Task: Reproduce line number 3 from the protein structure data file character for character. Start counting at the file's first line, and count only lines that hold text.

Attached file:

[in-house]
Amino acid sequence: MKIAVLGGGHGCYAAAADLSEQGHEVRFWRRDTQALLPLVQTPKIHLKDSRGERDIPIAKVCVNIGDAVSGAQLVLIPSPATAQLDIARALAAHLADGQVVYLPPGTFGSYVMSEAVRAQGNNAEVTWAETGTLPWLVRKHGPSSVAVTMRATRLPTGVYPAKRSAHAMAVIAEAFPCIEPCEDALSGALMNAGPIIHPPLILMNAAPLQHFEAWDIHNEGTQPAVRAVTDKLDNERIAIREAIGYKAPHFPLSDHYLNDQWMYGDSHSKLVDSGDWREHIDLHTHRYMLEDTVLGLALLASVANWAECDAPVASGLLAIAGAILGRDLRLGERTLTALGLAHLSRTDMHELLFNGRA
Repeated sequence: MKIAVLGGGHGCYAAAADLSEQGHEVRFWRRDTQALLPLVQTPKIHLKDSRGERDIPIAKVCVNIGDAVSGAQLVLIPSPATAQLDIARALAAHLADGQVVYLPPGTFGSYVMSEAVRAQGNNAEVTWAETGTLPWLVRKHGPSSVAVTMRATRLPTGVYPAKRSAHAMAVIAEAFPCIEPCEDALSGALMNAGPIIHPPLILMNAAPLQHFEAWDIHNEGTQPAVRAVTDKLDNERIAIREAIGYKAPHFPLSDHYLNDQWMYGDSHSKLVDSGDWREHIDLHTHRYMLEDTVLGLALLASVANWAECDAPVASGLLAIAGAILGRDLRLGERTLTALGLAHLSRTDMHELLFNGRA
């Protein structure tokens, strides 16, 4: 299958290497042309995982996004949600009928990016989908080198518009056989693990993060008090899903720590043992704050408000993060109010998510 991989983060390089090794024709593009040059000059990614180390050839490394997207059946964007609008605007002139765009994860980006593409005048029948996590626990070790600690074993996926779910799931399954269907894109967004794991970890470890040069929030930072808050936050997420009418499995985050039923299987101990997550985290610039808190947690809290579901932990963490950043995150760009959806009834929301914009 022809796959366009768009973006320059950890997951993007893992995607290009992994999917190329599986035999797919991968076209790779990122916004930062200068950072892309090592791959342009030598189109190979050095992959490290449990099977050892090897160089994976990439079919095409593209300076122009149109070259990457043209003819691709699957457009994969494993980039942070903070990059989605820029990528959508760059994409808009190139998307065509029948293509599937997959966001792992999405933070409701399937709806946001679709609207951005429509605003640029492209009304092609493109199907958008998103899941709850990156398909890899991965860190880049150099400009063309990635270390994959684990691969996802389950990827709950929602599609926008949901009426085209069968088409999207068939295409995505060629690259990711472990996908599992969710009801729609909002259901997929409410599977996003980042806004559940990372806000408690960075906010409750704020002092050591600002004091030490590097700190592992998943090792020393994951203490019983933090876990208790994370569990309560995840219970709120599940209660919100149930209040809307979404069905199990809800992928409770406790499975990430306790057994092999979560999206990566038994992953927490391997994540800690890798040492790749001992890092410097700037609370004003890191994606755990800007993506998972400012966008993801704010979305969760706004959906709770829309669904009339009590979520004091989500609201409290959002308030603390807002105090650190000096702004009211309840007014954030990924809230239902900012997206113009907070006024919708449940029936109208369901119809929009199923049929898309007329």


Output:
Repeated sequence: MKIAVLGGGHGCYAAAADLSEQGHEVRFWRRDTQALLPLVQTPKIHLKDSRGERDIPIAKVCVNIGDAVSGAQLVLIPSPATAQLDIARALAAHLADGQVVYLPPGTFGSYVMSEAVRAQGNNAEVTWAETGTLPWLVRKHGPSSVAVTMRATRLPTGVYPAKRSAHAMAVIAEAFPCIEPCEDALSGALMNAGPIIHPPLILMNAAPLQHFEAWDIHNEGTQPAVRAVTDKLDNERIAIREAIGYKAPHFPLSDHYLNDQWMYGDSHSKLVDSGDWREHIDLHTHRYMLEDTVLGLALLASVANWAECDAPVASGLLAIAGAILGRDLRLGERTLTALGLAHLSRTDMHELLFNGRA